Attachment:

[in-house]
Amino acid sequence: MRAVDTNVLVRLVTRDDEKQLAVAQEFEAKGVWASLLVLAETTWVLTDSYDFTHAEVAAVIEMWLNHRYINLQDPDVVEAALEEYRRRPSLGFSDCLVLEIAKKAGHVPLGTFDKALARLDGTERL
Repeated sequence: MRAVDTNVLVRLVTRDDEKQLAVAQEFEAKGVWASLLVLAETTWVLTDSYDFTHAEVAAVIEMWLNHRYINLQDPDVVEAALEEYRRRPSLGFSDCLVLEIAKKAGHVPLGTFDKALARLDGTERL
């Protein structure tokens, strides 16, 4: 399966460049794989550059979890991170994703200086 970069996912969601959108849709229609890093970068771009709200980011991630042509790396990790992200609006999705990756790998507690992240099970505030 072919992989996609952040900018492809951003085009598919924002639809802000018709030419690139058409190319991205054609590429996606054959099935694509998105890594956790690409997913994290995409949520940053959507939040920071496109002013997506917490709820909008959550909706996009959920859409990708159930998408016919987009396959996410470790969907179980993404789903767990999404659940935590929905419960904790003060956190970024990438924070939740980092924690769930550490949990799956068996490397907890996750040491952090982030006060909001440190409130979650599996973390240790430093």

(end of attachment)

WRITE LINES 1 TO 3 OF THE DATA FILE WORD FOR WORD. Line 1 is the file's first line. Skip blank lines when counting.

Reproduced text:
[in-house]
Amino acid sequence: MRAVDTNVLVRLVTRDDEKQLAVAQEFEAKGVWASLLVLAETTWVLTDSYDFTHAEVAAVIEMWLNHRYINLQDPDVVEAALEEYRRRPSLGFSDCLVLEIAKKAGHVPLGTFDKALARLDGTERL
Repeated sequence: MRAVDTNVLVRLVTRDDEKQLAVAQEFEAKGVWASLLVLAETTWVLTDSYDFTHAEVAAVIEMWLNHRYINLQDPDVVEAALEEYRRRPSLGFSDCLVLEIAKKAGHVPLGTFDKALARLDGTERL